Something we hear time and time again in the chronic illness community are stories of interactions with friends and relatives that end badly. Stories of broken friendships and family arguments because some people seem to be unable to understand and see the world through the eyes of another person in a situation that is so very different to their own. We know that it is impossible to comprehend exactly what living with chronic illness is unless you are living it but we appreciate the efforts of those who try, far more then we can ever say.
Living with Chronic Illness is tough, very tough – but it’s made unnecessarily tougher through the actions and words of others who do not understand. This is an open letter to them.
You may never read this and if you do read it you may still not understand – despite that, it is something I have to say.
I want to tell you that I try. I try harder than you will ever know, to keep going and keep doing the things I do. I try hard not to get stuck in a rut and bogged down by the sheer weight of difficult crap, tough decisions and incessant setbacks that get piled on me. You can never know exactly how hard I try because you don’t see it, but more importantly – you don’t ask me.
I want to tell you that I hope you never have to experience this first hand because nobody deserves to; would you choose this life if you had the option? Neither would I, but please don’t devalue the life I have by making choices for me. I have pushed through fatigue and pain and other forms of discomfort more times than I care to remember and I will do it again so I can spend time with people I care about, people like you, and do things I want to do. It is not up to you to deny me that choice. You need to ask me.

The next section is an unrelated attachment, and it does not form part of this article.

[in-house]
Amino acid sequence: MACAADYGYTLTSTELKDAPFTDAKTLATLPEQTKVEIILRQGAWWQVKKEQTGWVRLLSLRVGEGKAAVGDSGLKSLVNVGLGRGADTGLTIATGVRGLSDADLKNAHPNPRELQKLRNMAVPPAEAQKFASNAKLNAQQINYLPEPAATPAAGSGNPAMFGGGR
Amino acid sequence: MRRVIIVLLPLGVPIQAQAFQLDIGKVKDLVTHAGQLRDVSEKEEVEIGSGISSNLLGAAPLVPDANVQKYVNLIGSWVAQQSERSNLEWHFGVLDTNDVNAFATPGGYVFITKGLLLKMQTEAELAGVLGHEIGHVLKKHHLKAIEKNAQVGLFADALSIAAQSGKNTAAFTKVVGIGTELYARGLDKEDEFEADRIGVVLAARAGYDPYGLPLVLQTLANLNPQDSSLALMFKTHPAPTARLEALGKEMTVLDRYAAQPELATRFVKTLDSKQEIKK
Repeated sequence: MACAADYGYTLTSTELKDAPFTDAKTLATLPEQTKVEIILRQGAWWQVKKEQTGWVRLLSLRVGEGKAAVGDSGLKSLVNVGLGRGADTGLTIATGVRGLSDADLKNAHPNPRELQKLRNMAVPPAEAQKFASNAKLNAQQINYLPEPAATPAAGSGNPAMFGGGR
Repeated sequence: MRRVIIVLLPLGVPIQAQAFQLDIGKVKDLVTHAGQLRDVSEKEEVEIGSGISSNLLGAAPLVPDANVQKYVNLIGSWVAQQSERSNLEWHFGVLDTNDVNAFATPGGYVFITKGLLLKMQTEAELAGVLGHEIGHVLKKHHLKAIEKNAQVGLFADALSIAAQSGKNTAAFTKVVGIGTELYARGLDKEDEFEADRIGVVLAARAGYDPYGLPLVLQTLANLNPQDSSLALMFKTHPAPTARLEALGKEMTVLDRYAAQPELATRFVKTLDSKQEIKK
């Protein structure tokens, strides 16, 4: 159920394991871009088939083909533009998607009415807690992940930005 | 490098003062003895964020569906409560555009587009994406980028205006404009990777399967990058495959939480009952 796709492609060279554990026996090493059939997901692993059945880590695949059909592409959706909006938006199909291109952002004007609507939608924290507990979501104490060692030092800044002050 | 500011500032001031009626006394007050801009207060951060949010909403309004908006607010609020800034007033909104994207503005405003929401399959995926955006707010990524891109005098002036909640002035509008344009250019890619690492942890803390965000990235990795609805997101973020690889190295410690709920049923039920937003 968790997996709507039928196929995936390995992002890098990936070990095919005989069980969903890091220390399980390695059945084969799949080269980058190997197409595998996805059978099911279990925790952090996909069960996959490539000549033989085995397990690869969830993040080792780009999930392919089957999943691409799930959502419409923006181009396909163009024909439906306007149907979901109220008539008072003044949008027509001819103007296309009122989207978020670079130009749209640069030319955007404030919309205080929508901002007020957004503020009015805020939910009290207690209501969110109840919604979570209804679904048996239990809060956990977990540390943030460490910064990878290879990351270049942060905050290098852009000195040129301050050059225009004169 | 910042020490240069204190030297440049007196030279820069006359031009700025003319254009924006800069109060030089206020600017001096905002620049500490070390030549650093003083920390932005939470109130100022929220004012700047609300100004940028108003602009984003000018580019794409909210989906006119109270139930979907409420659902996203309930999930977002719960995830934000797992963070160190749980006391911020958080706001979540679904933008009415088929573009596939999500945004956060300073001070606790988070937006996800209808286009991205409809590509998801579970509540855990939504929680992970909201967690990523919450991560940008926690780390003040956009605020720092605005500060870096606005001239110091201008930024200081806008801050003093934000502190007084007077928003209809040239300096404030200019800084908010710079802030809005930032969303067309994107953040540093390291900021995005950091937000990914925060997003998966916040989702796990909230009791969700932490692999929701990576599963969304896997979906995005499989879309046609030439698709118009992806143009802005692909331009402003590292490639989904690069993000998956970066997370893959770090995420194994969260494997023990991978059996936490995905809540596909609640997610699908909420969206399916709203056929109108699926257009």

I want to tell you that you hurt me. Your words and your decision hurt me. You decided to leave me out because you thought including me would be too difficult. You decided to leave me out because you thought I would get in the way or slow you down. It is up to me to tell you if I think I will, not you to tell me. I am aware of my body and what it needs; I have insight into my illness, you don’t and you don’t need to. You need to let me have that choice.
I want to tell you that I try very hard to make my needs fit in with others’. I don’t enjoy putting people out if I need something or need to change plans but I would appreciate it if you would consider asking me before you plan things that I may not be able to do. I don’t ask for the moon; I ask for time and consideration – I need time to plan and to get organised, I may need time to rest and my capacity to do things my not be the same as yours but if you give me time and options I can often work something out. There are some things I cannot do, but there are many that I can. It’s not up to you to decide what I can and can not do; that is up to me but if you don’t include me in the planning I can not tell you. You need to ask me.
I want to tell you that when you see me out and about doing things and going places it is not without effort, planning and consequence. Sometimes plans have to change multiple times. Every happy, smiling photo hides something you can’t see, and why shouldn’t it? When I look back at them I don’t want to remember how tired I was, how the room was spinning or how much my head hurt – I want to remember the fun parts! The things I have to do to take care of myself so I can keep going are nothing to do with you; they don’t affect you at all and I don’t expect you to take care of me. You may see my illness, my inability to do some things and my need for particular plans etc as an inconvenience, something to ruin your plans. It is not personal in any way, you have no idea how truly inconvenient it is.